Eileen Truax’s Dreamers: An Immigrant Generation’s Fight For Their American Dream is a journalist’s account of life for undocumented people in the age of the Dream Act (DACA, or Deferred Action for Childhood Arrivals). Truax hails from Mexico and lives in the US. She is well-versed in the small and large challenges of living in two different countries with different cultures. Her aim in this book is to give human faces and stories to the young men and women affected directly by DACA. She humanizes, explains and contextualizes the stories of those who are struggling in challenging times.
Consciously avoiding statistics and policy analysis (and there are places in the text that call out for further explication), Truax gives ten narrative histories. She writes about young men and women, their homes, their families and their friends. Their communities are described as are their clothing and appearance. Sympathy and understanding drives the text. Truax wants us to see these people as people who are as “American” as any neighbor, classmate, co-worker or colleague.
It is an effective strategy to generate emotions and sympathy. There is much to like about these young men and women. The anchor of the stories are those who are open about their lack of documentation. These courageous souls have decided to make their cause public and be active to seek seeking legislative and executive support. Truax helps us to understand just how terrifying this must feel. The book’s cover says “Undocumented Unafraid” – but these people are afraid, and with good cause.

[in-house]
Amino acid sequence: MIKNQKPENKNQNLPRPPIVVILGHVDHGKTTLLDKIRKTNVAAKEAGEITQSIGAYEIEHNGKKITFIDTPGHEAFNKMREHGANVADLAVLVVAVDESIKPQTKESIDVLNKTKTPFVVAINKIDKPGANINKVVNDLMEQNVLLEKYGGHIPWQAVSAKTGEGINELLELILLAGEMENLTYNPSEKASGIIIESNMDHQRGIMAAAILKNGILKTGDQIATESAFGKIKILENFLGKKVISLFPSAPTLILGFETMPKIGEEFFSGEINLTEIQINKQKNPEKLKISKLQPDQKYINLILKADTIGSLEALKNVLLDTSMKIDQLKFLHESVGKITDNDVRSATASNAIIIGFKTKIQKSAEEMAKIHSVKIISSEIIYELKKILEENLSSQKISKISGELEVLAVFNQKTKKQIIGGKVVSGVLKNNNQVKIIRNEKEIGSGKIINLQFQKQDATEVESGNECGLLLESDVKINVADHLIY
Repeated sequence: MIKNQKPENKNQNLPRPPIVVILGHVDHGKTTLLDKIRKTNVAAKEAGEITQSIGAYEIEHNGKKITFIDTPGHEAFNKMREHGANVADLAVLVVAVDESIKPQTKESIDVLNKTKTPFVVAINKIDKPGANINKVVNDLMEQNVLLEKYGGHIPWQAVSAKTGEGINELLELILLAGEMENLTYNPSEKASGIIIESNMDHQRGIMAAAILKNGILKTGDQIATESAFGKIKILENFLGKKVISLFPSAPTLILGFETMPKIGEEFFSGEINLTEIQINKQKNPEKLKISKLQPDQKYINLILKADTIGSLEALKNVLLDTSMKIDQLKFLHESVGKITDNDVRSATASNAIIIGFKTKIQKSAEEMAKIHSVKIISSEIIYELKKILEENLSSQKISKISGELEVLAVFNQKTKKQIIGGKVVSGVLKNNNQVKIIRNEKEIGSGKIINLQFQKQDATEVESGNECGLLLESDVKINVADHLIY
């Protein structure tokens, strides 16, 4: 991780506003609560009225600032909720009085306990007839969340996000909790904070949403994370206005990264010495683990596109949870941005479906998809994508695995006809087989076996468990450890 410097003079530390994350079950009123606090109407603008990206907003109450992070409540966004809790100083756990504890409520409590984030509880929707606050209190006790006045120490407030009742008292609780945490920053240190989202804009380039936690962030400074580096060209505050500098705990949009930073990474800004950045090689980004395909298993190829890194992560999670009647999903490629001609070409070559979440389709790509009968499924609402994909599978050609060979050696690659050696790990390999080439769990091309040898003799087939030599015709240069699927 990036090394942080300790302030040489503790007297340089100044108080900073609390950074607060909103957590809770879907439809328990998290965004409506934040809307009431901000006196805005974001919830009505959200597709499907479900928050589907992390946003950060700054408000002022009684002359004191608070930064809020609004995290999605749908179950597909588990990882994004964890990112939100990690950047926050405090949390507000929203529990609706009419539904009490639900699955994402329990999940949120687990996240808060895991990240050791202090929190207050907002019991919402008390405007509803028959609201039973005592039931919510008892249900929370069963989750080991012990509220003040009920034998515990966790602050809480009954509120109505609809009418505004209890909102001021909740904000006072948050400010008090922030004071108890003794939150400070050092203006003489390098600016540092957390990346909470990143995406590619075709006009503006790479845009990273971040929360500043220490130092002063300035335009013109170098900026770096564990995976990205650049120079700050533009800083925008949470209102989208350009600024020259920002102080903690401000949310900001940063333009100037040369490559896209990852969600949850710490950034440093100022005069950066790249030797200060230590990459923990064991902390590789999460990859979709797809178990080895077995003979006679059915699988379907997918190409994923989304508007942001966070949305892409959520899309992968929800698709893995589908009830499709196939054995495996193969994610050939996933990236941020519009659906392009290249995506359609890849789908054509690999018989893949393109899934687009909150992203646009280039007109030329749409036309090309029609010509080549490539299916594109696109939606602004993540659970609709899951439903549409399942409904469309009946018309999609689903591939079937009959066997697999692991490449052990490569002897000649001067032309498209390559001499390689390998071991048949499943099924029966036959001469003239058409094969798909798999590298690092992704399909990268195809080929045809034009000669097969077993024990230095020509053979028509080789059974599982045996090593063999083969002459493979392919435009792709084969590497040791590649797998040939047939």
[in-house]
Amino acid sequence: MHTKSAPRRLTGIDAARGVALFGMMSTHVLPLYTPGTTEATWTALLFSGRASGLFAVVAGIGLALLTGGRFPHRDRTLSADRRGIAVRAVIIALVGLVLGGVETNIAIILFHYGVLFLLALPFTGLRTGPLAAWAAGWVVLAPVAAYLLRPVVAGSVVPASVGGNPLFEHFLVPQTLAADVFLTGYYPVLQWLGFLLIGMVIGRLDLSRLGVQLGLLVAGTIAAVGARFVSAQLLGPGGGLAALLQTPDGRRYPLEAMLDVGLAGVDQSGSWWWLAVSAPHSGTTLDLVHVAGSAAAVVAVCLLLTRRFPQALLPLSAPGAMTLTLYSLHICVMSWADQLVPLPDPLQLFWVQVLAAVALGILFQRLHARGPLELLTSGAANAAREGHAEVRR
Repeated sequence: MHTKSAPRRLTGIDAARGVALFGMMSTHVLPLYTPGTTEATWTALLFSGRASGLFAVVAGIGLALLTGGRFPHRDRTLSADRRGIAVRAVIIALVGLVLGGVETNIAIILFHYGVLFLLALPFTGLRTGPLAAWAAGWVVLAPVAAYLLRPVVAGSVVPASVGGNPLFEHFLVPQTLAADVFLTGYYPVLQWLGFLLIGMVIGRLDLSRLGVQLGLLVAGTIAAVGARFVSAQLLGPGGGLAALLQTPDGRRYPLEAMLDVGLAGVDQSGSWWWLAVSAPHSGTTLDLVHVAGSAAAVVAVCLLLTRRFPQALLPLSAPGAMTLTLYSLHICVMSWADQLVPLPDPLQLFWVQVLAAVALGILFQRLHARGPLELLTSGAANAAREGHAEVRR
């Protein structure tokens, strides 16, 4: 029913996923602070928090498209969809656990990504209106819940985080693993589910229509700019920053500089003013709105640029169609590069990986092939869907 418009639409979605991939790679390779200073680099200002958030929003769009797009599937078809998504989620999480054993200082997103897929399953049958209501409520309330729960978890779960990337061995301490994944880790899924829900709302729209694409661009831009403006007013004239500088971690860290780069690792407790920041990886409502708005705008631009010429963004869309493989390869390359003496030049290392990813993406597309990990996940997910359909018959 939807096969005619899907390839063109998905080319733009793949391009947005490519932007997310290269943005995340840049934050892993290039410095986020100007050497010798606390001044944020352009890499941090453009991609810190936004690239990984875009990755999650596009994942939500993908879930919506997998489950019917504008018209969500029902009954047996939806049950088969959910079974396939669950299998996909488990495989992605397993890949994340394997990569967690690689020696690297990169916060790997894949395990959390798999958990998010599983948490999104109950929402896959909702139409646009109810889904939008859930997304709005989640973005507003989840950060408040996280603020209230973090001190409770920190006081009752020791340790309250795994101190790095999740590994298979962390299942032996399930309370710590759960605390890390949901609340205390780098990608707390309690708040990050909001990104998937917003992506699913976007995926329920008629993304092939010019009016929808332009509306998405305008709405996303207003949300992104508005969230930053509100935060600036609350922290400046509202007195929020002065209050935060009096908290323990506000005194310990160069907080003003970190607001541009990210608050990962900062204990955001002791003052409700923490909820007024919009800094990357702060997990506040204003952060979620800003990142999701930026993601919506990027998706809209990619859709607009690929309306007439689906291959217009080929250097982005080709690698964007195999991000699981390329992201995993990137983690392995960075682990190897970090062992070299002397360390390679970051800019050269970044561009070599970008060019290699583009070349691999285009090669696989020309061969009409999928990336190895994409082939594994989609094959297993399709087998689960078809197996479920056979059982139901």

Emotions and sympathy can aid in understanding policy consequences but they are not necessarily the best way to create solutions or to craft better policy. Immigration is notoriously complicated to reform. Politics, history, economics, national security, and race are woven throughout any discussion of policy. Not acknowledging the harder complicating forces does little to advance the discussion. There were ample places in the histories, too, where Truax could have provided anchors to the stories and given the reader themes and direction. The role of education, for example, or how the experience was both empowering and demeaning. Much more could have been done with the material.
Truax’s book gives voice to those that may not be comfortable coming forward. It is here that I think her contribution is most effective. Policy and laws have real impacts on real lives. The consequences of ill-considered policy can be devastating. To earn and maintain our trust, our government and our laws must be fair, equitable and just. Humanizing our immigration policy and practice, as Truax does in this volume, helps to set a high bar for meaningful reform. One hopes that it is not just a dream.